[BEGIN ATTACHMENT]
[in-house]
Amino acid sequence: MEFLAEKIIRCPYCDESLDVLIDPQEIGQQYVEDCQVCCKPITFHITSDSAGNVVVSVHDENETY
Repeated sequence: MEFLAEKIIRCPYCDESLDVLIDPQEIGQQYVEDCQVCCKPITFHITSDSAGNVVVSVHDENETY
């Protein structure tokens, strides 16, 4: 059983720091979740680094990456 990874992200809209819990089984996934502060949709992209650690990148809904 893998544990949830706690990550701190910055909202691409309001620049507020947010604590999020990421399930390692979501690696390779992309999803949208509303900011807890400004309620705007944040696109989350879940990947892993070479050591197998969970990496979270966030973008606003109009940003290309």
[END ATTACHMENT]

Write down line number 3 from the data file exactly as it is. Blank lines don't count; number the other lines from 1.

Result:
Repeated sequence: MEFLAEKIIRCPYCDESLDVLIDPQEIGQQYVEDCQVCCKPITFHITSDSAGNVVVSVHDENETY